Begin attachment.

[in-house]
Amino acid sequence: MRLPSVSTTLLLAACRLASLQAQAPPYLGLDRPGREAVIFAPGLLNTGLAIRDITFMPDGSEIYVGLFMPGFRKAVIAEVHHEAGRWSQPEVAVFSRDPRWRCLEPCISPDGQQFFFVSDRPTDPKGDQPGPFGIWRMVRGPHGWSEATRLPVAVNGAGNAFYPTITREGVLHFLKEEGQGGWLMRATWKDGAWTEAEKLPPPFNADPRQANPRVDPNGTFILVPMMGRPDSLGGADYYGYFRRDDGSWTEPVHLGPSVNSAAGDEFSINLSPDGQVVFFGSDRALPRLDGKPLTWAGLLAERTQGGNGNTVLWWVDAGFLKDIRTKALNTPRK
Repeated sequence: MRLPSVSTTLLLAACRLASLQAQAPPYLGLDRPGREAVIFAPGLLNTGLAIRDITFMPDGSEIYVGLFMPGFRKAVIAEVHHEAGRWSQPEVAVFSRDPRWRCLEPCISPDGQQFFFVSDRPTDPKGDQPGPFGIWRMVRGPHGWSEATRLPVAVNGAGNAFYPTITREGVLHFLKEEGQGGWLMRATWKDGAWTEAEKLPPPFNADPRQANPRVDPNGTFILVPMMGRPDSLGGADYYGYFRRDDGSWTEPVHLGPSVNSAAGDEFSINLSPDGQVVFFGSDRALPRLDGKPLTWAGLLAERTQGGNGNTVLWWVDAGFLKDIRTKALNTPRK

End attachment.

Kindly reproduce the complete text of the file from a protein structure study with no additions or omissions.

[in-house]
Amino acid sequence: MRLPSVSTTLLLAACRLASLQAQAPPYLGLDRPGREAVIFAPGLLNTGLAIRDITFMPDGSEIYVGLFMPGFRKAVIAEVHHEAGRWSQPEVAVFSRDPRWRCLEPCISPDGQQFFFVSDRPTDPKGDQPGPFGIWRMVRGPHGWSEATRLPVAVNGAGNAFYPTITREGVLHFLKEEGQGGWLMRATWKDGAWTEAEKLPPPFNADPRQANPRVDPNGTFILVPMMGRPDSLGGADYYGYFRRDDGSWTEPVHLGPSVNSAAGDEFSINLSPDGQVVFFGSDRALPRLDGKPLTWAGLLAERTQGGNGNTVLWWVDAGFLKDIRTKALNTPRK
Repeated sequence: MRLPSVSTTLLLAACRLASLQAQAPPYLGLDRPGREAVIFAPGLLNTGLAIRDITFMPDGSEIYVGLFMPGFRKAVIAEVHHEAGRWSQPEVAVFSRDPRWRCLEPCISPDGQQFFFVSDRPTDPKGDQPGPFGIWRMVRGPHGWSEATRLPVAVNGAGNAFYPTITREGVLHFLKEEGQGGWLMRATWKDGAWTEAEKLPPPFNADPRQANPRVDPNGTFILVPMMGRPDSLGGADYYGYFRRDDGSWTEPVHLGPSVNSAAGDEFSINLSPDGQVVFFGSDRALPRLDGKPLTWAGLLAERTQGGNGNTVLWWVDAGFLKDIRTKALNTPRK